A DIGITAL FUTURE FOR THE CONSTRUCTION INDUSTRIES

BUSINESS DESIGNS FOR PROMOTERS, FAMILY OFFICE, INVESTMENT FUNDS AND REAL ESTATE INVESTMENT TRUST IN ANDALUSIA
25 April 2019
DOMOTICS AND SMART HOUSES
28 May 2019

The advent of digital technologies has taken every aspect of our personal and professional life by storm. New technologies are transforming the field both from a customer and a corporate perspective. The construction industry is no exception, some years ago, it might have ignored the digital world, but old attitudes and mindsets are not valid anymore. Nowadays, the average construction project incorporates a lot of technology and highly advanced hardware that simply wasn’t around 10 or 15 years ago.

The way the world designs, works and builds in this sector has been changing. However, there are still many substantial problems when it comes to boosting productivity and margins in the industry. As Rick Huijbregts, vice-president of strategy and innovation at George Brown College said, a cultural shift is in order for an industry bent on doing things the way it has done them for decades. Technology is going so fast now in this area that we need to get on track and get the industries to change their culture and embrace it. Now, the starting point is for contractors, subs, suppliers, consultants, and owners to get on the same page and to meet that end many builders must break from traditional ways, one of working.

It is really important for construction to become more digital and open to change since there are many reasons that support it. New types of digital technologies keep emerging in the industry. Just to name a few: modular construction, BIM, wireless sensors, 3D printing, and robotic equipment are already disrupting the field.

Digital solutions could provide the industry with a promising getaway to a more sustainable, transparent and efficient future. In this case, this transformation from the old way of working to adopting a change to new technologies concerns everybody: designers, architects, engineers, contractors and material suppliers that need to work together and stop working on outdated project data.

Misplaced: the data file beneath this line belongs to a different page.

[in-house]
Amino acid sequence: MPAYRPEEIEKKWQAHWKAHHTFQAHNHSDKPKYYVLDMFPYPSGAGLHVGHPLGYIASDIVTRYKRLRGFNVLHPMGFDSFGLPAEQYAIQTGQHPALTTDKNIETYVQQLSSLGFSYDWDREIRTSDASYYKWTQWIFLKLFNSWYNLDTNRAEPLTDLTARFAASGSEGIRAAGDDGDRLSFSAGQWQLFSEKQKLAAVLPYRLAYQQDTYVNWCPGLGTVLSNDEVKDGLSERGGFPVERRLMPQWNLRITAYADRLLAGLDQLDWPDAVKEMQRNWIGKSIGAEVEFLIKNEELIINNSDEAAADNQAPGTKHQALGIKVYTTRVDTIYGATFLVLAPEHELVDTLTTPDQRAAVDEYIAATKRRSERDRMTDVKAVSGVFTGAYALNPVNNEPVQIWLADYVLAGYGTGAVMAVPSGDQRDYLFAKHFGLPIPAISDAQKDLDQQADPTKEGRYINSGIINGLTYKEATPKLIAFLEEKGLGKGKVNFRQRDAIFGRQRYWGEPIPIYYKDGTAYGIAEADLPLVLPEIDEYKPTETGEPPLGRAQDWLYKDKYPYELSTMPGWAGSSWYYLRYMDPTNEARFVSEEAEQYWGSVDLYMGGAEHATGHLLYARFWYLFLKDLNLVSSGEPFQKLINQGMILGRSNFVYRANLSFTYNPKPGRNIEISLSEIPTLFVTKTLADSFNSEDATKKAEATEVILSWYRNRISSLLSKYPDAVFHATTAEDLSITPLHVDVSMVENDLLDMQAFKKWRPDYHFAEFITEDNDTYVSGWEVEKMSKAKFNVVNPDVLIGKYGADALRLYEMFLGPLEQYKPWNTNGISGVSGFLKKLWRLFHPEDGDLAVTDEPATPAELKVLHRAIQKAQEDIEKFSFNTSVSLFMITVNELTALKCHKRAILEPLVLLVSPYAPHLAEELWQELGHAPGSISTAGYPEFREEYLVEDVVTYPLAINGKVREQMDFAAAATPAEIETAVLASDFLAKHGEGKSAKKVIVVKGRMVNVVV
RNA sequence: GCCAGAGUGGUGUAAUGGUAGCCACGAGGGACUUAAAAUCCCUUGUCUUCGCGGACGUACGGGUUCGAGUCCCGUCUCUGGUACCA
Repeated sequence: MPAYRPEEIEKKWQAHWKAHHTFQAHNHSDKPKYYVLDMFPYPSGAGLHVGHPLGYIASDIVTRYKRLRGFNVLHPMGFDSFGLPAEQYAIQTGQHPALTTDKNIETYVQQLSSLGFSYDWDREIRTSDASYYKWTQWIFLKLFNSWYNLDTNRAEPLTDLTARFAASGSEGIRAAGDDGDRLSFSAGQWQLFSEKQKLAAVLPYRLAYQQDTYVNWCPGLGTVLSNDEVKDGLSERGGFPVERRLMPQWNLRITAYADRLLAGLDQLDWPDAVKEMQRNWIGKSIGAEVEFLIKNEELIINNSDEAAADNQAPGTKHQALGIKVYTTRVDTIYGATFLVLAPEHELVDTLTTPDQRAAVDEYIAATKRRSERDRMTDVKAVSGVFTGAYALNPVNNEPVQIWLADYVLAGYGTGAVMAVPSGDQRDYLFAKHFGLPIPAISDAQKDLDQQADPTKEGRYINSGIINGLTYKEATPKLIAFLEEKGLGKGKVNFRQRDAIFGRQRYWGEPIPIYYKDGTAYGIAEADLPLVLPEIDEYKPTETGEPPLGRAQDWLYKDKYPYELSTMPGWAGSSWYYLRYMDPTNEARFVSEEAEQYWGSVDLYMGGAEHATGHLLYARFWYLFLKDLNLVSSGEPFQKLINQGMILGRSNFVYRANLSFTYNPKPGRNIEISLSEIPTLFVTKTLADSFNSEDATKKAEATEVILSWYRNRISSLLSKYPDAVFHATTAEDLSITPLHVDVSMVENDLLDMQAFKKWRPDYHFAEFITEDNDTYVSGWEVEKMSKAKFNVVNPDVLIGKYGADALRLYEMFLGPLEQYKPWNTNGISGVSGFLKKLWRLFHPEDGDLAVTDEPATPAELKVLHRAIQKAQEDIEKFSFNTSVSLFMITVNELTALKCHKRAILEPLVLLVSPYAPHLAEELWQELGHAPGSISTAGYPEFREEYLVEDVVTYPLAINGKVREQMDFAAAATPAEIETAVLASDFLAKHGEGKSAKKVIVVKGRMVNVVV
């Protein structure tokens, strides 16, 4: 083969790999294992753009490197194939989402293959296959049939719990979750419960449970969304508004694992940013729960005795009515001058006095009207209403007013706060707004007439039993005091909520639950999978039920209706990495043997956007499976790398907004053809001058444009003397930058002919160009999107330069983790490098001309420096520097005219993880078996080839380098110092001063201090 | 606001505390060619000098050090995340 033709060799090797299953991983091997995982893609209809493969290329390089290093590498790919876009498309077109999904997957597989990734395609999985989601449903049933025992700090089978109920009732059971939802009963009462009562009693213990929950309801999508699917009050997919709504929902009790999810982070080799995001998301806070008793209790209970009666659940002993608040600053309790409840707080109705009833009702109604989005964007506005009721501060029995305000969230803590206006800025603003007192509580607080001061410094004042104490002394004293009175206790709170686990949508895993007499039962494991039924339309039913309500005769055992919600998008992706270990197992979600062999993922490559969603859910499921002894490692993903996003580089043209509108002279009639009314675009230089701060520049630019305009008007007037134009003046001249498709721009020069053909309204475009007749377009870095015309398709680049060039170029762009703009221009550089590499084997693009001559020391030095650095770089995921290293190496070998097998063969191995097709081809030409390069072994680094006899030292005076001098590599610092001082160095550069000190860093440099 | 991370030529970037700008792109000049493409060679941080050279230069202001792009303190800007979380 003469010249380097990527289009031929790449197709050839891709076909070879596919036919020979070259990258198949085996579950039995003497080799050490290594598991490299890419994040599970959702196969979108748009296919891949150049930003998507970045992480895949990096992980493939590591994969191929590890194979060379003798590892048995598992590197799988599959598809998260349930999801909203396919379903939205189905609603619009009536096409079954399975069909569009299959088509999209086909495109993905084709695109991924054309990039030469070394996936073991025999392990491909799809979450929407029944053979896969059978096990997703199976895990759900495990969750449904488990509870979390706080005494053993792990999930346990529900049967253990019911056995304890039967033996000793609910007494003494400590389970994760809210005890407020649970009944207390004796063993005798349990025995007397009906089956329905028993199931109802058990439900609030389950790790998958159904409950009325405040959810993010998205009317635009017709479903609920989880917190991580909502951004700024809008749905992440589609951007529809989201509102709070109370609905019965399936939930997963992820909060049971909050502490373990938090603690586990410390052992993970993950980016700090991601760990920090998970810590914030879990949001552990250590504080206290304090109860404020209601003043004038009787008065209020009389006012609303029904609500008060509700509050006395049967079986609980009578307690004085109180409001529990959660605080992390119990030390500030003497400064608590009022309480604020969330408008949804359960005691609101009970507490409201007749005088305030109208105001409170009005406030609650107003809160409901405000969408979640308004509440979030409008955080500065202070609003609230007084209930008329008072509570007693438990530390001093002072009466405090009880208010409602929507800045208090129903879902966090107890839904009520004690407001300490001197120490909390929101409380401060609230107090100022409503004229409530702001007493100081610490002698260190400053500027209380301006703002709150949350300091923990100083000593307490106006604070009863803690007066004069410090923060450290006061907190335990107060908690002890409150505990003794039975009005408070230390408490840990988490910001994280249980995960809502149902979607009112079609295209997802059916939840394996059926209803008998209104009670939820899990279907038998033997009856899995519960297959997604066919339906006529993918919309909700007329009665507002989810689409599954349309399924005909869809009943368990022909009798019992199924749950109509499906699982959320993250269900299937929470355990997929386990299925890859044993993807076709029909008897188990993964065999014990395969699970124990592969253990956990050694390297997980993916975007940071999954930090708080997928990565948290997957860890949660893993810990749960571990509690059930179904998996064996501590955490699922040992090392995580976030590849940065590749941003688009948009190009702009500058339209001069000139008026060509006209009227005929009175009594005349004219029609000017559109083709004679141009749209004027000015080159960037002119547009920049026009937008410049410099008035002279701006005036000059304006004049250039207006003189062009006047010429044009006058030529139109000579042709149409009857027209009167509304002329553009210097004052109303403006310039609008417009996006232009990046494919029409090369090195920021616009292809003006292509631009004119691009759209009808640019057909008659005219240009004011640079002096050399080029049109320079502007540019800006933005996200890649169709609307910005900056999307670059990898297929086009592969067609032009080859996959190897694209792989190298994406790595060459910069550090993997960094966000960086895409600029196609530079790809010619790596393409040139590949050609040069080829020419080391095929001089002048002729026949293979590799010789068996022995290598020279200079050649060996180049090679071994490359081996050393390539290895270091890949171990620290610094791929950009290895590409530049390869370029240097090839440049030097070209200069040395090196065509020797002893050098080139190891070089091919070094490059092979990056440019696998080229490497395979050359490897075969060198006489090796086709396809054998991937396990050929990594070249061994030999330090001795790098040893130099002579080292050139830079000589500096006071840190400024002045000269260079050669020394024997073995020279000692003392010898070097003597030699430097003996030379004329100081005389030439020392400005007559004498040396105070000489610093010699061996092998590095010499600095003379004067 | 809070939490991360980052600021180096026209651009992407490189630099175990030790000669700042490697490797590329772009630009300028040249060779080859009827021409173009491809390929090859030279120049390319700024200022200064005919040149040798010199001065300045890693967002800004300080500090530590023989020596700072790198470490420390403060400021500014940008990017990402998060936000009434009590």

Building information modeling (BIM) uses historical data as well as future predictions to improve construction projects, gain insight into on-site conditions and allocate resources as necessary. Recent breakthroughs in technology, including the latest in 3-D CAD software, real-time data collection, and in-depth analytics, have helped shape BIM into its current form, while some other popular software developers such as Autodesk, GRAPHISOFT and Bentley Systems are still evolving.

Likewise, augmented reality is also another way of incorporating software into the average construction site. It has been already used to locate utility systems or other infrastructure that might be buried behind walls, floors or other obstacles.  Prefabrication also goes hand-in-hand with the Industrial Internet of Things. Sometimes known as Industry 4.0, this trend promotes a greater level of automation and interconnectivity among factory machines, human workers and end-consumer products.

When a company starts to use new tools, such as software and high tech equipment, that does not change how the company operates but makes possible a better performance. The next stage is to integrate their digital world with other players to develop a common infrastructure since technology can revolutionize productivity and reduce risk.